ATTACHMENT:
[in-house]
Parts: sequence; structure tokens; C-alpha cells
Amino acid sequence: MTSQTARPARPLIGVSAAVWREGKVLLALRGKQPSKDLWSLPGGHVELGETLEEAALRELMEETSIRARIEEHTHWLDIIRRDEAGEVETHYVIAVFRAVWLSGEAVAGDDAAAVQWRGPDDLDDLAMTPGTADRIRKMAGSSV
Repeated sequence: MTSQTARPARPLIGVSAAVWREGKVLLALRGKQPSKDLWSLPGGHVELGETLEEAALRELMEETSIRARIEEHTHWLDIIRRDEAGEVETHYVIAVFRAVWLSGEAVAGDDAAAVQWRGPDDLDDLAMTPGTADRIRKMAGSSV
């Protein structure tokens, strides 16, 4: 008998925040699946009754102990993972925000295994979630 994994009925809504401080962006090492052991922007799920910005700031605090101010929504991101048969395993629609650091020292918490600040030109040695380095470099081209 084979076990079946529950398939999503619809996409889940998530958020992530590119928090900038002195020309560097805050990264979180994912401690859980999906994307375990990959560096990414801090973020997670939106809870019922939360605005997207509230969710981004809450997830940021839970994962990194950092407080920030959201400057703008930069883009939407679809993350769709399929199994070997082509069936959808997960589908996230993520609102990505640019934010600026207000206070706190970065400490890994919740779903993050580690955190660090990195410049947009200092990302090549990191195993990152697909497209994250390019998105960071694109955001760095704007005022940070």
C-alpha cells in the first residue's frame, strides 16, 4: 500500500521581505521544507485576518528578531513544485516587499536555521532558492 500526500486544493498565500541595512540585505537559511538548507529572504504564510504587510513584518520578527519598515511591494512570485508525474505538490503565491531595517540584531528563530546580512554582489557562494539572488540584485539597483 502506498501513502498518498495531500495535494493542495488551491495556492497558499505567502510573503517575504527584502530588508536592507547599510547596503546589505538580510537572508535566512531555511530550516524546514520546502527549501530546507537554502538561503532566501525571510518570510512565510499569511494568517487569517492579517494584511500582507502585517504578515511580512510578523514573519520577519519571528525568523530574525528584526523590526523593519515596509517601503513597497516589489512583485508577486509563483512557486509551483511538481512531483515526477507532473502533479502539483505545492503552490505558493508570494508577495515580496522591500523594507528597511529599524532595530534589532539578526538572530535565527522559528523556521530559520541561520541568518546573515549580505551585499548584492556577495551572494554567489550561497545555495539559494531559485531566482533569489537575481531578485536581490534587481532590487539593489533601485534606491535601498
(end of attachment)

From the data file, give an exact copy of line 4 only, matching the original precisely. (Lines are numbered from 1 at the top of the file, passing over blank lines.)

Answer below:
Repeated sequence: MTSQTARPARPLIGVSAAVWREGKVLLALRGKQPSKDLWSLPGGHVELGETLEEAALRELMEETSIRARIEEHTHWLDIIRRDEAGEVETHYVIAVFRAVWLSGEAVAGDDAAAVQWRGPDDLDDLAMTPGTADRIRKMAGSSV